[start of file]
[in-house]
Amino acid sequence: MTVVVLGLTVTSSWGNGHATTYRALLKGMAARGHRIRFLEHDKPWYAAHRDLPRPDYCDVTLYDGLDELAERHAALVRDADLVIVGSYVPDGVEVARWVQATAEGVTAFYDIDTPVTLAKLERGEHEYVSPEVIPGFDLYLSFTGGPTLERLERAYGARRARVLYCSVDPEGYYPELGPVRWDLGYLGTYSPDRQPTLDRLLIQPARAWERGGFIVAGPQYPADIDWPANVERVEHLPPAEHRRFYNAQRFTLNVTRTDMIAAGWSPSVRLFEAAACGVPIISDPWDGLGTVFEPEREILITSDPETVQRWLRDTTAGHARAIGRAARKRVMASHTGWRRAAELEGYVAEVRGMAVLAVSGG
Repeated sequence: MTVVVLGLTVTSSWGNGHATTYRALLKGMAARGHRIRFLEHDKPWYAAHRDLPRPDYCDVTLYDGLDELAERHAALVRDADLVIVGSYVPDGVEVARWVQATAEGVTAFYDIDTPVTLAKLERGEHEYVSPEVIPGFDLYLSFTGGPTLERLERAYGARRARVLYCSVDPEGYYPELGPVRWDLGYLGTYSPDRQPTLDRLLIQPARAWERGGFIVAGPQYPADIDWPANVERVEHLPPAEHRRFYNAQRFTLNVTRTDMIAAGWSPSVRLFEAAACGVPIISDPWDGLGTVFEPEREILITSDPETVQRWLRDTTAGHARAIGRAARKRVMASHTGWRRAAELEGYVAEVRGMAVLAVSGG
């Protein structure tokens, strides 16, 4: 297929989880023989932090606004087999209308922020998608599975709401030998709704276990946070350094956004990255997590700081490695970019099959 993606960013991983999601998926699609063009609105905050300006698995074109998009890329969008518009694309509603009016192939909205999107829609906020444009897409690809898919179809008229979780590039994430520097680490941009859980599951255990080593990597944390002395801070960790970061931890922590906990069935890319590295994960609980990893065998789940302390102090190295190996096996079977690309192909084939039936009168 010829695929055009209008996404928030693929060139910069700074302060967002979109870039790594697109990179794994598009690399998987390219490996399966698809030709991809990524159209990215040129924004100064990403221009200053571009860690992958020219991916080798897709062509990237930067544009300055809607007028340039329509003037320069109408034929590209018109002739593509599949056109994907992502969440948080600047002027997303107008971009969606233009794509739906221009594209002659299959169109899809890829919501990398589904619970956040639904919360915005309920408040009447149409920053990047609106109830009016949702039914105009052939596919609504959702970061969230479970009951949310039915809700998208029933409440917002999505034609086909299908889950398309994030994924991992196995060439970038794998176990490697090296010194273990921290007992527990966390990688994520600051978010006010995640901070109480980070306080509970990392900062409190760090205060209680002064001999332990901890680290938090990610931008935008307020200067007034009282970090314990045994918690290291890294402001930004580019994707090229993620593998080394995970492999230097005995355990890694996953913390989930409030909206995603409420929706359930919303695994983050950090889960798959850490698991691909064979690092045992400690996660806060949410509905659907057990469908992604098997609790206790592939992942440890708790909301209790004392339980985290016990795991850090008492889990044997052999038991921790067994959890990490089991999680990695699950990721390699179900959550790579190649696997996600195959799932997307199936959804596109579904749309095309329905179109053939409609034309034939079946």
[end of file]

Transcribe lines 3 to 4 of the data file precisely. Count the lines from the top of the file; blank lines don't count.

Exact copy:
Repeated sequence: MTVVVLGLTVTSSWGNGHATTYRALLKGMAARGHRIRFLEHDKPWYAAHRDLPRPDYCDVTLYDGLDELAERHAALVRDADLVIVGSYVPDGVEVARWVQATAEGVTAFYDIDTPVTLAKLERGEHEYVSPEVIPGFDLYLSFTGGPTLERLERAYGARRARVLYCSVDPEGYYPELGPVRWDLGYLGTYSPDRQPTLDRLLIQPARAWERGGFIVAGPQYPADIDWPANVERVEHLPPAEHRRFYNAQRFTLNVTRTDMIAAGWSPSVRLFEAAACGVPIISDPWDGLGTVFEPEREILITSDPETVQRWLRDTTAGHARAIGRAARKRVMASHTGWRRAAELEGYVAEVRGMAVLAVSGG
């Protein structure tokens, strides 16, 4: 297929989880023989932090606004087999209308922020998608599975709401030998709704276990946070350094956004990255997590700081490695970019099959 993606960013991983999601998926699609063009609105905050300006698995074109998009890329969008518009694309509603009016192939909205999107829609906020444009897409690809898919179809008229979780590039994430520097680490941009859980599951255990080593990597944390002395801070960790970061931890922590906990069935890319590295994960609980990893065998789940302390102090190295190996096996079977690309192909084939039936009168 010829695929055009209008996404928030693929060139910069700074302060967002979109870039790594697109990179794994598009690399998987390219490996399966698809030709991809990524159209990215040129924004100064990403221009200053571009860690992958020219991916080798897709062509990237930067544009300055809607007028340039329509003037320069109408034929590209018109002739593509599949056109994907992502969440948080600047002027997303107008971009969606233009794509739906221009594209002659299959169109899809890829919501990398589904619970956040639904919360915005309920408040009447149409920053990047609106109830009016949702039914105009052939596919609504959702970061969230479970009951949310039915809700998208029933409440917002999505034609086909299908889950398309994030994924991992196995060439970038794998176990490697090296010194273990921290007992527990966390990688994520600051978010006010995640901070109480980070306080509970990392900062409190760090205060209680002064001999332990901890680290938090990610931008935008307020200067007034009282970090314990045994918690290291890294402001930004580019994707090229993620593998080394995970492999230097005995355990890694996953913390989930409030909206995603409420929706359930919303695994983050950090889960798959850490698991691909064979690092045992400690996660806060949410509905659907057990469908992604098997609790206790592939992942440890708790909301209790004392339980985290016990795991850090008492889990044997052999038991921790067994959890990490089991999680990695699950990721390699179900959550790579190649696997996600195959799932997307199936959804596109579904749309095309329905179109053939409609034309034939079946």